Got out to see Terry Gilliam's The Imaginarium of Doctor Parnassus last weekend -- y'know, the last flick that Heath Ledger, dreamboat of bad Shakespeare remakes and inappropriately sexy terror of Gotham, worked on? Which Gilliam got three of Ledger's actor friends (Johnny Depp, Jude Law, and Colin Farrell, a telescoping progression of talent and yum) to finish in Ledger's stead?
Gilliam is my very favorite director whose films I frequently fall asleep during, and I would've wanted to see Imaginarium for any and all of the actors attached, so, y'know, it would've had to have been something just shockingly terrible for me to have disliked it -- but really and truly, I loved it. It was the most terrifically Pythonesque thing I've seen from Gilliam since possibly Baron von Munchausen, surreal and dead-serious silly, with his signature rambling narrative and cartoonishly dreamlike landscapes, inhabitants, and objects. It's not altogether a pleasant dream -- in parts it's quite upsetting, especially on reflection of Ledger's death -- but I love it all the more for its deep, dark ripples. Because it's a film about people -- about their desires and deeds and efforts and beliefs and souls -- and you can't do that without a good measure of darkness. And, like all my favorite stories, in its chewy center it's all about storytelling.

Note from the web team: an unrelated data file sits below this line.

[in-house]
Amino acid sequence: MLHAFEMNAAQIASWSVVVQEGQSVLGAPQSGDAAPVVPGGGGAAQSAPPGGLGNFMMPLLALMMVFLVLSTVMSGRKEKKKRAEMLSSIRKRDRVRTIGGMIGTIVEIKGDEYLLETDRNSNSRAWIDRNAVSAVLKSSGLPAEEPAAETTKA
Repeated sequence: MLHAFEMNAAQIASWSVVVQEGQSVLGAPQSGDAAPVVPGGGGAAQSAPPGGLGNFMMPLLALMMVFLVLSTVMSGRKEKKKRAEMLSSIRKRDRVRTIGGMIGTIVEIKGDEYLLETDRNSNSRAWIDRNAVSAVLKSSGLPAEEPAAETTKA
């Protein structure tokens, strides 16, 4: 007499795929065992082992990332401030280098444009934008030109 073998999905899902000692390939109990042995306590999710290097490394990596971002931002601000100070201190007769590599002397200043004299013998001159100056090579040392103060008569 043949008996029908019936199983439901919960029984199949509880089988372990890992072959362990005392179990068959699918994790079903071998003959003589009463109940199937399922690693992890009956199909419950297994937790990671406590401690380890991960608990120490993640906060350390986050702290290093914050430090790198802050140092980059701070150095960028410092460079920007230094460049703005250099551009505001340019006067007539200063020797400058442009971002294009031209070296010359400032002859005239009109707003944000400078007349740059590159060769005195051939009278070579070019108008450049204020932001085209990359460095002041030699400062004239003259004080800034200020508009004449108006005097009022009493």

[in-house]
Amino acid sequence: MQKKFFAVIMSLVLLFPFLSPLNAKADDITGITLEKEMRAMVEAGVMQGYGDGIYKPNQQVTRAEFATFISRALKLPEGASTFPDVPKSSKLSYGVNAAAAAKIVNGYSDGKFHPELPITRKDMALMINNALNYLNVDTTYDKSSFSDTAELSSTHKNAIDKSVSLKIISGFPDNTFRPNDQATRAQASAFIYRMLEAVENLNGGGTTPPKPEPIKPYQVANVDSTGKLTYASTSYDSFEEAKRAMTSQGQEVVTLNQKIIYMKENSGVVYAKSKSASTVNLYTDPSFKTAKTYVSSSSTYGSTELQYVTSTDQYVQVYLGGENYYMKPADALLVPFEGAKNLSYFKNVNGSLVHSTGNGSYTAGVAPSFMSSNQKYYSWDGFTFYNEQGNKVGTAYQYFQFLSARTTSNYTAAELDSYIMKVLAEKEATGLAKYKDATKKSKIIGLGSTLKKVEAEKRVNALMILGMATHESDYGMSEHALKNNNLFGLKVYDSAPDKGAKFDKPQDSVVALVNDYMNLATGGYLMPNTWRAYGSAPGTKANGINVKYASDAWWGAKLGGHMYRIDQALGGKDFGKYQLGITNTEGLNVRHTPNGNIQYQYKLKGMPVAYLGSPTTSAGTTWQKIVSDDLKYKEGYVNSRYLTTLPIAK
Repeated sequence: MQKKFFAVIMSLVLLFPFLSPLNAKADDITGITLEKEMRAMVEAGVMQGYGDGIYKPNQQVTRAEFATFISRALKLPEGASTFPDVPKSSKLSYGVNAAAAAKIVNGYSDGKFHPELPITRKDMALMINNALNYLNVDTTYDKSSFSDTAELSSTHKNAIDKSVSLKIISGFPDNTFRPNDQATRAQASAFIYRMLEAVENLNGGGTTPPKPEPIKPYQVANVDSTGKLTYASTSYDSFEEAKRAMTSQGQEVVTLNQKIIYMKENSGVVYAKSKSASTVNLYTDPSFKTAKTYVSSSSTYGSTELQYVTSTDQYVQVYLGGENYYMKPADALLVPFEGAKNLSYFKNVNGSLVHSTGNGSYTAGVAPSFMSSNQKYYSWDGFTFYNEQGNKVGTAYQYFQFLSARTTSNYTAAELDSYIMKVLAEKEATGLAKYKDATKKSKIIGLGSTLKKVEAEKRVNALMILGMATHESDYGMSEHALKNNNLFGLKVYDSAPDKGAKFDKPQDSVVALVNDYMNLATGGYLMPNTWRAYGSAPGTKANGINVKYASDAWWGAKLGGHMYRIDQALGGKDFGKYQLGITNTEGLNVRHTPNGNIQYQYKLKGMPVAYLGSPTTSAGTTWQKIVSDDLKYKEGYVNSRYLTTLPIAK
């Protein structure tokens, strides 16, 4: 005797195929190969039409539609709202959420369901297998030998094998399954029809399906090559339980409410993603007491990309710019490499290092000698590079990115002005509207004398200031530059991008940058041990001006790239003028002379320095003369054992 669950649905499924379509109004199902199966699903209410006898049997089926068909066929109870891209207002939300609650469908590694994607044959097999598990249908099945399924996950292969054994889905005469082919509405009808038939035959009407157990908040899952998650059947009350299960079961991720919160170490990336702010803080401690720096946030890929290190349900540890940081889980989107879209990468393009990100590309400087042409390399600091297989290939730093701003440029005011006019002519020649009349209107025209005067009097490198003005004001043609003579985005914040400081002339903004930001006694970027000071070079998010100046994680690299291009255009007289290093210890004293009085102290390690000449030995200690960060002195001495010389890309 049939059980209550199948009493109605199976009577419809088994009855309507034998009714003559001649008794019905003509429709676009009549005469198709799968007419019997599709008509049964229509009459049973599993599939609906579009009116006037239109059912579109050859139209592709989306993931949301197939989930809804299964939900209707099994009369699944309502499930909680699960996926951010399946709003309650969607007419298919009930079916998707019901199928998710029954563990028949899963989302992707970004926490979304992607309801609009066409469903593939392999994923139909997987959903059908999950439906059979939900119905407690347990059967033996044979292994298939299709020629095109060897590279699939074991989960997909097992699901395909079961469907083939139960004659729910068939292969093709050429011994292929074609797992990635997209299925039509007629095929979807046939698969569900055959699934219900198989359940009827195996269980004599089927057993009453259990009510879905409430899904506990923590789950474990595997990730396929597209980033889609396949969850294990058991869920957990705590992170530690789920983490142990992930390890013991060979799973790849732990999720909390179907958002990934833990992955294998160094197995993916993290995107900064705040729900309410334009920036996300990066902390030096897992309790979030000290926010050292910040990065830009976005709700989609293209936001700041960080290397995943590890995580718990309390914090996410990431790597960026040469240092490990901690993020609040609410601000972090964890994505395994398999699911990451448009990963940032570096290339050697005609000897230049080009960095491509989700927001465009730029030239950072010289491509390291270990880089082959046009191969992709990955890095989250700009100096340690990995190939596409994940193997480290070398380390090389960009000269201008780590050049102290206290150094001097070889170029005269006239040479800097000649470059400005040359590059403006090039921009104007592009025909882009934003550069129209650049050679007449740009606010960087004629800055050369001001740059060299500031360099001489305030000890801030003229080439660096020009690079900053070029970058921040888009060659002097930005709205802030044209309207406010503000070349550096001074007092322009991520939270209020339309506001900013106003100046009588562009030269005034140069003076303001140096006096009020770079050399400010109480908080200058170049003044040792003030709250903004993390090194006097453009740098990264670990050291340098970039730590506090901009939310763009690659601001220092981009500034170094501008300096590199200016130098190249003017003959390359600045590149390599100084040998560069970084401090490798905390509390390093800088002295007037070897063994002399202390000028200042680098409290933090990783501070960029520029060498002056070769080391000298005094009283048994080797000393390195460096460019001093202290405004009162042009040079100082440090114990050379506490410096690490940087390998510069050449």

Also, it's got my absolute favorite casting of the Devil ever. And a heart-lockingly lovely heroine wearing costumes that I would fight you for.
If you have three hours (plus maybe a couple for mental recovery) and you want to be transported, you should go see it. And you should avoid reading anything about the plot if you can. Letting Gilliam unhurriedly unfurl the story for you is half the fun.